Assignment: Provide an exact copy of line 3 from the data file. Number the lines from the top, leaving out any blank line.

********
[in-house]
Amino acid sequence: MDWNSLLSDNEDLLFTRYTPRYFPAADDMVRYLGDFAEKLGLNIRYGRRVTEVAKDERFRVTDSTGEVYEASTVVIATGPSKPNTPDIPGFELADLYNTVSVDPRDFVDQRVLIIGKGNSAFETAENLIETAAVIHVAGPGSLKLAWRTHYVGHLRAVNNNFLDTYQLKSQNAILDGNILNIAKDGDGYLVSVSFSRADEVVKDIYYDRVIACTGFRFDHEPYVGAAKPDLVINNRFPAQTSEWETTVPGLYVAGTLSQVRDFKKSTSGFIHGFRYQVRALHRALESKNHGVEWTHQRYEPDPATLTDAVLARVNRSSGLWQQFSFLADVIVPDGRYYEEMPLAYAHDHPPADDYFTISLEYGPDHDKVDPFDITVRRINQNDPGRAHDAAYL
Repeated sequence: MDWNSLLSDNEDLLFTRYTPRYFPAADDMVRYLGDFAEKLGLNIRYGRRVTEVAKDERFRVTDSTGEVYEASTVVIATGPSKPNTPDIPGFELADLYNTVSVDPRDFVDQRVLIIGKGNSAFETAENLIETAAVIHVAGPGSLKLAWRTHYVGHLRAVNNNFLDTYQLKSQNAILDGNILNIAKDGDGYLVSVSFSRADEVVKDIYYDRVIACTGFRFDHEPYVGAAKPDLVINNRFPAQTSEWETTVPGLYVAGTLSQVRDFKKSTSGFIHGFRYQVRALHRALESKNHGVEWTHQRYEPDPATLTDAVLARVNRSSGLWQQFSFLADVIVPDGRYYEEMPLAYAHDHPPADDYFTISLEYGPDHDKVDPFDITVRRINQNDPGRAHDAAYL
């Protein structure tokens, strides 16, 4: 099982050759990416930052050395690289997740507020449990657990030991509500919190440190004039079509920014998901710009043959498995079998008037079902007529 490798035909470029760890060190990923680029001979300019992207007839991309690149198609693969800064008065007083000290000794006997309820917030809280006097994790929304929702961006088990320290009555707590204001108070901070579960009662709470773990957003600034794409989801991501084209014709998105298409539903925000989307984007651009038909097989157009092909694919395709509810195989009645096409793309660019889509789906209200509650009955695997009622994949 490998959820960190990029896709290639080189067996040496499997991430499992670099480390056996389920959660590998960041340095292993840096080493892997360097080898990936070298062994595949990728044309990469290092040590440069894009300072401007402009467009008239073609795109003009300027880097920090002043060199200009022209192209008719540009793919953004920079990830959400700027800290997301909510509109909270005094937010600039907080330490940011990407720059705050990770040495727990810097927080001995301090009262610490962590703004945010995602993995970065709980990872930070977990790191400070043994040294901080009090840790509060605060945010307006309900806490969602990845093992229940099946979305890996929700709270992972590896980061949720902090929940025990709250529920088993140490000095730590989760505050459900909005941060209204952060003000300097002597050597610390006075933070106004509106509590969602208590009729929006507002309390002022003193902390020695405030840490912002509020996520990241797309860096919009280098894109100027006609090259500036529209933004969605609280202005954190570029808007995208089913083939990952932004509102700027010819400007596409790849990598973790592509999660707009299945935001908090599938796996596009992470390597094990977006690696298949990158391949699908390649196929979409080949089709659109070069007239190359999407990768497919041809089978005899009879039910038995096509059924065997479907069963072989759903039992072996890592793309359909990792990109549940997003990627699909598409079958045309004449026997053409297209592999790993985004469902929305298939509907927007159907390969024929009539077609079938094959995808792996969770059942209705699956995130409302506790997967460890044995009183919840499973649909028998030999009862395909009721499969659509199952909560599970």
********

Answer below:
Repeated sequence: MDWNSLLSDNEDLLFTRYTPRYFPAADDMVRYLGDFAEKLGLNIRYGRRVTEVAKDERFRVTDSTGEVYEASTVVIATGPSKPNTPDIPGFELADLYNTVSVDPRDFVDQRVLIIGKGNSAFETAENLIETAAVIHVAGPGSLKLAWRTHYVGHLRAVNNNFLDTYQLKSQNAILDGNILNIAKDGDGYLVSVSFSRADEVVKDIYYDRVIACTGFRFDHEPYVGAAKPDLVINNRFPAQTSEWETTVPGLYVAGTLSQVRDFKKSTSGFIHGFRYQVRALHRALESKNHGVEWTHQRYEPDPATLTDAVLARVNRSSGLWQQFSFLADVIVPDGRYYEEMPLAYAHDHPPADDYFTISLEYGPDHDKVDPFDITVRRINQNDPGRAHDAAYL